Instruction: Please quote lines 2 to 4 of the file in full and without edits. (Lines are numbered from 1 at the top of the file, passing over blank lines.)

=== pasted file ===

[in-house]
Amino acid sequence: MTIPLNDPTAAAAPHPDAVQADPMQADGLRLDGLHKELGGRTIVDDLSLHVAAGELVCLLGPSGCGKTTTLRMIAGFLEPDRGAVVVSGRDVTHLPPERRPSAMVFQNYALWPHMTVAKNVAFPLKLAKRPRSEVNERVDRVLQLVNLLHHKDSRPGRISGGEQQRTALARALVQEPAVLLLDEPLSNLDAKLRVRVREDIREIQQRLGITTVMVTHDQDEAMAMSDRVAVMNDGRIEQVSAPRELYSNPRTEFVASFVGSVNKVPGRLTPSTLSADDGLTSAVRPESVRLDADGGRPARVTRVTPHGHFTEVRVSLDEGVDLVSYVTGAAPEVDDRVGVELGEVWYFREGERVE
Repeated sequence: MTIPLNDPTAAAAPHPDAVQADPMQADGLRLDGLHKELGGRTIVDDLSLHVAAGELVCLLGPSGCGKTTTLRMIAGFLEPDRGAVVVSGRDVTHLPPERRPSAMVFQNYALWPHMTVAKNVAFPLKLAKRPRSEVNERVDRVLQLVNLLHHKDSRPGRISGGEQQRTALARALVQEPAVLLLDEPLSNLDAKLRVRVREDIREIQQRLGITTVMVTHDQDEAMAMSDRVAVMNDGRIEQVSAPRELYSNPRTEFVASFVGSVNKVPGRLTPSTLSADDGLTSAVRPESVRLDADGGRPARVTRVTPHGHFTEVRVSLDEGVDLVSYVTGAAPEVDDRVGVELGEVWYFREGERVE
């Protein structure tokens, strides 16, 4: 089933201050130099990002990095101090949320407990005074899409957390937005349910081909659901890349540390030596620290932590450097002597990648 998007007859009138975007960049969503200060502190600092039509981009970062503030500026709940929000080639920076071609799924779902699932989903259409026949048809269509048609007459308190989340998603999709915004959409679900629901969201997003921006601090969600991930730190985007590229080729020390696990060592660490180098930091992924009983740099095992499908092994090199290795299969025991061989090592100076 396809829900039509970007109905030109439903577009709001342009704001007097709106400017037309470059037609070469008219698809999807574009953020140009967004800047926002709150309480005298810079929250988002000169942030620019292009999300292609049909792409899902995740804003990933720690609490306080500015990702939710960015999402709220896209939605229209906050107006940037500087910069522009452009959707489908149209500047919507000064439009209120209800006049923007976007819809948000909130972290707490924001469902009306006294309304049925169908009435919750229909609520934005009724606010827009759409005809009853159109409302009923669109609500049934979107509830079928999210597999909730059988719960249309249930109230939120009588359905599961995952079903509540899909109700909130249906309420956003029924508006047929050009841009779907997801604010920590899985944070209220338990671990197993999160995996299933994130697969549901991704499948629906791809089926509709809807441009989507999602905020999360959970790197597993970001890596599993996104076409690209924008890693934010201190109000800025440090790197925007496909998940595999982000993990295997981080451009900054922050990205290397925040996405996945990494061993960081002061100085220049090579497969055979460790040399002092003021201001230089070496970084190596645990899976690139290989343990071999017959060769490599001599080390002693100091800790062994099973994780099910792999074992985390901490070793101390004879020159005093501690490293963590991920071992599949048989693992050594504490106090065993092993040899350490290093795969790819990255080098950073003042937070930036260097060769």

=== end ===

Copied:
Amino acid sequence: MTIPLNDPTAAAAPHPDAVQADPMQADGLRLDGLHKELGGRTIVDDLSLHVAAGELVCLLGPSGCGKTTTLRMIAGFLEPDRGAVVVSGRDVTHLPPERRPSAMVFQNYALWPHMTVAKNVAFPLKLAKRPRSEVNERVDRVLQLVNLLHHKDSRPGRISGGEQQRTALARALVQEPAVLLLDEPLSNLDAKLRVRVREDIREIQQRLGITTVMVTHDQDEAMAMSDRVAVMNDGRIEQVSAPRELYSNPRTEFVASFVGSVNKVPGRLTPSTLSADDGLTSAVRPESVRLDADGGRPARVTRVTPHGHFTEVRVSLDEGVDLVSYVTGAAPEVDDRVGVELGEVWYFREGERVE
Repeated sequence: MTIPLNDPTAAAAPHPDAVQADPMQADGLRLDGLHKELGGRTIVDDLSLHVAAGELVCLLGPSGCGKTTTLRMIAGFLEPDRGAVVVSGRDVTHLPPERRPSAMVFQNYALWPHMTVAKNVAFPLKLAKRPRSEVNERVDRVLQLVNLLHHKDSRPGRISGGEQQRTALARALVQEPAVLLLDEPLSNLDAKLRVRVREDIREIQQRLGITTVMVTHDQDEAMAMSDRVAVMNDGRIEQVSAPRELYSNPRTEFVASFVGSVNKVPGRLTPSTLSADDGLTSAVRPESVRLDADGGRPARVTRVTPHGHFTEVRVSLDEGVDLVSYVTGAAPEVDDRVGVELGEVWYFREGERVE
């Protein structure tokens, strides 16, 4: 089933201050130099990002990095101090949320407990005074899409957390937005349910081909659901890349540390030596620290932590450097002597990648 998007007859009138975007960049969503200060502190600092039509981009970062503030500026709940929000080639920076071609799924779902699932989903259409026949048809269509048609007459308190989340998603999709915004959409679900629901969201997003921006601090969600991930730190985007590229080729020390696990060592660490180098930091992924009983740099095992499908092994090199290795299969025991061989090592100076 396809829900039509970007109905030109439903577009709001342009704001007097709106400017037309470059037609070469008219698809999807574009953020140009967004800047926002709150309480005298810079929250988002000169942030620019292009999300292609049909792409899902995740804003990933720690609490306080500015990702939710960015999402709220896209939605229209906050107006940037500087910069522009452009959707489908149209500047919507000064439009209120209800006049923007976007819809948000909130972290707490924001469902009306006294309304049925169908009435919750229909609520934005009724606010827009759409005809009853159109409302009923669109609500049934979107509830079928999210597999909730059988719960249309249930109230939120009588359905599961995952079903509540899909109700909130249906309420956003029924508006047929050009841009779907997801604010920590899985944070209220338990671990197993999160995996299933994130697969549901991704499948629906791809089926509709809807441009989507999602905020999360959970790197597993970001890596599993996104076409690209924008890693934010201190109000800025440090790197925007496909998940595999982000993990295997981080451009900054922050990205290397925040996405996945990494061993960081002061100085220049090579497969055979460790040399002092003021201001230089070496970084190596645990899976690139290989343990071999017959060769490599001599080390002693100091800790062994099973994780099910792999074992985390901490070793101390004879020159005093501690490293963590991920071992599949048989693992050594504490106090065993092993040899350490290093795969790819990255080098950073003042937070930036260097060769």